Women’s clinic in Cange
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Haiti’s AIDS Crisis

Women’s clinic in Cange
A public service message about AIDS is posted on the wall outside the clinic for women at the Zanmi Lasante complex in rural Cange, Haiti. (Rick Loomis / LAT)
Receiving medication
Estencia Gracia Guerrier gives AIDS medication to Adeline Merson, 37, inside Merson’s two-room home in Cange, Haiti. (Rick Loomis / LAT)
House call
Health workers leave a home in Cange, Haiti, after delivering AIDS medication to a teenage girl. (Rick Loomis / LAT)
Zanmi Lasanta clinic
Paul Joseph, 54, who has AIDS, resides at a clinic in the village of Cange, where antiretroviral drugs are administered. (Rick Loomis / LAT)
Early trek
Health workers walk the dirt paths of Cange to take AIDS medication to patients. About 700 workers in Haiti make such trips daily as part of a program created by physician Paul Farmer. (Rick Loomis / LAT)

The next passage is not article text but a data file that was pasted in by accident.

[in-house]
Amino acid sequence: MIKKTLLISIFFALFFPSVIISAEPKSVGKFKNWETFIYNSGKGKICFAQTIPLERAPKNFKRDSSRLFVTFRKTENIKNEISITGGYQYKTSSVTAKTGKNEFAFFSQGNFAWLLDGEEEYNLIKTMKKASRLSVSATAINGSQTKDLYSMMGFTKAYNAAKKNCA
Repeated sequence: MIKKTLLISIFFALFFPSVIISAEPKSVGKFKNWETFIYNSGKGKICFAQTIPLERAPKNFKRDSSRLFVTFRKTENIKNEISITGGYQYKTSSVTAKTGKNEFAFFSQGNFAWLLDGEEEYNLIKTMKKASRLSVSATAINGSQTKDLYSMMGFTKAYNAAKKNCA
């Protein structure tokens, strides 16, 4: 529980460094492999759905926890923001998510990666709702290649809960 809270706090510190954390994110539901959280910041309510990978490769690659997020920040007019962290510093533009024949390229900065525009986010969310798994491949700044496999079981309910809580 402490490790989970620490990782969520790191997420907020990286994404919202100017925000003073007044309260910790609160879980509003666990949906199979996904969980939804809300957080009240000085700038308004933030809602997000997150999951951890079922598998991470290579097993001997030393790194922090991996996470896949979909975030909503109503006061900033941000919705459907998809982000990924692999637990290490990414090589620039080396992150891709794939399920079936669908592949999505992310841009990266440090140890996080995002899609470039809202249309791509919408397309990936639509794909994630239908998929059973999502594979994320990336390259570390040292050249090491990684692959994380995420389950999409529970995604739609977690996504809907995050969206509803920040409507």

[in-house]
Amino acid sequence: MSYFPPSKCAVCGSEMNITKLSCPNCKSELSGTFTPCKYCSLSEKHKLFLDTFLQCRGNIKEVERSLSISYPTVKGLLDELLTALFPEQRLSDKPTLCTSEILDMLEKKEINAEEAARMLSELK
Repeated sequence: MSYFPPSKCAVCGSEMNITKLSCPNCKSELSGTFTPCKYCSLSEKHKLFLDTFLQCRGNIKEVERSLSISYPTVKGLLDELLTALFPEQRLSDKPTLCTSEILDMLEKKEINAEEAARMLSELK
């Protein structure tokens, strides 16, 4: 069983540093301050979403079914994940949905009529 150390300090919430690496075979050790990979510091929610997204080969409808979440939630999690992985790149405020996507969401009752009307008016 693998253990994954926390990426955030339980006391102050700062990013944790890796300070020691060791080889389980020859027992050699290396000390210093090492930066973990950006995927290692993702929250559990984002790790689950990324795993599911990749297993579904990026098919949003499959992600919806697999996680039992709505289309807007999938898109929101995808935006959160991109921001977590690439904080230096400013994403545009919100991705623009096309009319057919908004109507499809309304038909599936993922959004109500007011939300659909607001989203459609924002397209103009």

New coffins
Newly built coffins await use in Port-au-Prince, Haiti’s capital. More than 100 Haitians die of AIDS daily, according to a U.S.-based group. (Rick Loomis / LAT)
Liony Accelus
“What I want to do is to get rid of that prejudice and to show that normal people have AIDS too,” says Liony Accelus, 36, an AIDS activist who is the subject of a documentary on the disease. (Rick Loomis / LAT)
Medication twice daily
Chenet Poteau gives her daughter Sheila a dose of AIDS medication outside their home in Cange. Both mother and daughter are infected. (Rick Loomis / LAT)
HIV testing
A lab technician at the clinic in Boukancarre, Haiti, tests a patient’s blood for HIV. Workers at the newly-opened clinic sees AIDS patients on a daily basis. (Rick Loomis / LAT)
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